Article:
Because I was bored, I did a quick test to sort out the firing order of competing GTM listeners. If you’ve done your homework (i.e. read my article on GTM listeners), you’ll remember that GTM listeners are set up on the document node of the document object model (DOM). I wanted to test what the firing order is if you have multiple competing listeners on the same page. I tested with the following listeners (make sure you read up on auto-event tracking if you are completely baffled at this point):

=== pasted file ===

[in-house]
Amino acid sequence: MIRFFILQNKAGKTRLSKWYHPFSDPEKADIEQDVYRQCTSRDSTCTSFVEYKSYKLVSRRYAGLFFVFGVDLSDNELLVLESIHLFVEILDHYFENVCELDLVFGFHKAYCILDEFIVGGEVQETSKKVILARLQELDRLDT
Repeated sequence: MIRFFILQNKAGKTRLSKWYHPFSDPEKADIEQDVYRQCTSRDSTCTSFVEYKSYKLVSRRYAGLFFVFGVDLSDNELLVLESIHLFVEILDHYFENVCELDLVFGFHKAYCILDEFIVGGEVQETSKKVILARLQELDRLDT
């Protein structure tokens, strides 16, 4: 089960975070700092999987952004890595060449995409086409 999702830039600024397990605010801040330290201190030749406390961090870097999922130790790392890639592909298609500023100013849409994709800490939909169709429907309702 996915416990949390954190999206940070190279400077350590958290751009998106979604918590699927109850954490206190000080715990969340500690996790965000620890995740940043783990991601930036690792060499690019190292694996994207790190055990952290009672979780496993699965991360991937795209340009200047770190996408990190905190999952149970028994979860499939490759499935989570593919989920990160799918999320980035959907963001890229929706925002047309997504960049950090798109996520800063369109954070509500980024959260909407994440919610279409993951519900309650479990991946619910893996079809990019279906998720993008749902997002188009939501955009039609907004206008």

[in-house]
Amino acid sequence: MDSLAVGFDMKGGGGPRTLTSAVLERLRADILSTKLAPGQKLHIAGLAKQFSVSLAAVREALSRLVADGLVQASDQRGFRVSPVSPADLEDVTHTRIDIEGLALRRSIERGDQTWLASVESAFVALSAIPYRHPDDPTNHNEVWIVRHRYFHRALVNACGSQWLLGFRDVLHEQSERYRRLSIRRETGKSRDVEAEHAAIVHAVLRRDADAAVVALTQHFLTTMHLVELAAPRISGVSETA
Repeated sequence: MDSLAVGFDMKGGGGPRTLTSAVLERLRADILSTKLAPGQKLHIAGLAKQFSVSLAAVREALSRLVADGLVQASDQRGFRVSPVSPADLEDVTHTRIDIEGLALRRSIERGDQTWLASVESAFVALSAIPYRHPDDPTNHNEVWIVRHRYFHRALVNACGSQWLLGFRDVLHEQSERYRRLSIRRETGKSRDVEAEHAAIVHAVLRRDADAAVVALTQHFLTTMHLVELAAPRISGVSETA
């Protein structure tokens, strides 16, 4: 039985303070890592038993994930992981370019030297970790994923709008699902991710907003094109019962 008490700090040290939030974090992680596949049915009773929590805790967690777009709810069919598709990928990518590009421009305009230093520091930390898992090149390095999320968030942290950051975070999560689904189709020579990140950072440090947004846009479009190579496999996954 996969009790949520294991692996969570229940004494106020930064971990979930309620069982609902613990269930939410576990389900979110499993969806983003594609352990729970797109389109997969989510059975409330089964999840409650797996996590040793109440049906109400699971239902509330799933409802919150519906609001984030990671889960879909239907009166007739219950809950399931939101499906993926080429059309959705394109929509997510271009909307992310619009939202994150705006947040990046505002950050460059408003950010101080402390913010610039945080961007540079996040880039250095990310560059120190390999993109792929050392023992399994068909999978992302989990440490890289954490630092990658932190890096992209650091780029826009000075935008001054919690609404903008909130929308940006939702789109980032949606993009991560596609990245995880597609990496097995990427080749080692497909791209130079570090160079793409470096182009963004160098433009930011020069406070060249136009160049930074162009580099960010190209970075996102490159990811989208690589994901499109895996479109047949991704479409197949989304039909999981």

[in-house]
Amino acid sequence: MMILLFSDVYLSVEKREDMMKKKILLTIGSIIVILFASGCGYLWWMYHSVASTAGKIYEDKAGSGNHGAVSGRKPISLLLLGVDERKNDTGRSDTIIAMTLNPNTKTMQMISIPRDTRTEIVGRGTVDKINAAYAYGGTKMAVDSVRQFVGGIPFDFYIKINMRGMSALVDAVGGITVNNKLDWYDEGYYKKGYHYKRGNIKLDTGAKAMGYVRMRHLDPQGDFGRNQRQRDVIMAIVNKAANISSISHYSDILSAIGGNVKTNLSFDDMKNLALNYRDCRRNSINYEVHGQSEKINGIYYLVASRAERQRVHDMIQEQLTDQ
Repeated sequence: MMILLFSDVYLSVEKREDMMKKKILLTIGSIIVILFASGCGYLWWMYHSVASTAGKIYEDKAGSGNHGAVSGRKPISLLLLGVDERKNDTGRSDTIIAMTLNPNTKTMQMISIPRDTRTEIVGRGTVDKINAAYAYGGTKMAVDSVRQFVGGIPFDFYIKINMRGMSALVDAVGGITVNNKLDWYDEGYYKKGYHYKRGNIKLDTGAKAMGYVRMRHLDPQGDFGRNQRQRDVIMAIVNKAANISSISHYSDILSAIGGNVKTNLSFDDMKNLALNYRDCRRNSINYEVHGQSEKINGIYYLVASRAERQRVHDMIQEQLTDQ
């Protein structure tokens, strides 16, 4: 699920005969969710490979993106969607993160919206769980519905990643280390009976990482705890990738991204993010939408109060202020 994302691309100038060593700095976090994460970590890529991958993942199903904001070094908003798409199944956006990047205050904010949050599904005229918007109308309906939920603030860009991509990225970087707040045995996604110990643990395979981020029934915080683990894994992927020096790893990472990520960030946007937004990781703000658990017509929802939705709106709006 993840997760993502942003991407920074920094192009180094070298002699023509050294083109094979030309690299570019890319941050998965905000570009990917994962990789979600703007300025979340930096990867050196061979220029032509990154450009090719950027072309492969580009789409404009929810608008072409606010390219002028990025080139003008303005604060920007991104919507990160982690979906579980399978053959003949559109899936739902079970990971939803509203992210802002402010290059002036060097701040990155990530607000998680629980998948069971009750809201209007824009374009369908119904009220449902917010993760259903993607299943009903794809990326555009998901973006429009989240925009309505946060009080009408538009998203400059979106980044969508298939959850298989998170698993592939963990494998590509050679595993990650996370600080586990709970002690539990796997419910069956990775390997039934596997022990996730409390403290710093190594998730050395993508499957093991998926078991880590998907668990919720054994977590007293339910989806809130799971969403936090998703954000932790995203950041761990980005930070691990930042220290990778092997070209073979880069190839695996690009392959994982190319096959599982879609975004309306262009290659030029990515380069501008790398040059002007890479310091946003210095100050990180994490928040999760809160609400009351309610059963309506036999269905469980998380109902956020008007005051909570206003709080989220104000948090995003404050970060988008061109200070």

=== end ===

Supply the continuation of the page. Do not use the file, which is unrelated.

When push comes to shove, I’m a pretty lazy guy. I enjoy nothing more than just to stretch my legs on a couch, pick up my iPad, and read what’s going on in the world. I skip the news, since they’re just full of depressing stories. Instead, I head over to my favorite Google+ communities to see what’s new in the blogosphere. This approach has led me to some pretty amazing individuals, whom I follow like a suckerfish.
There is a new version of this post for GTM V2 here. The Google Analytics Summit came and went, and thanks to the Live Stream, everyone could participate. We were treated to a rapid-fire selection of Google Analytics’ new features, and this post sheds light on one of these in particular: automated event tracking in Google Tag Manager. Auto-event tracking introduces a nice feature, which does what tag managers ought to do: it provides functionality without HTML template editing.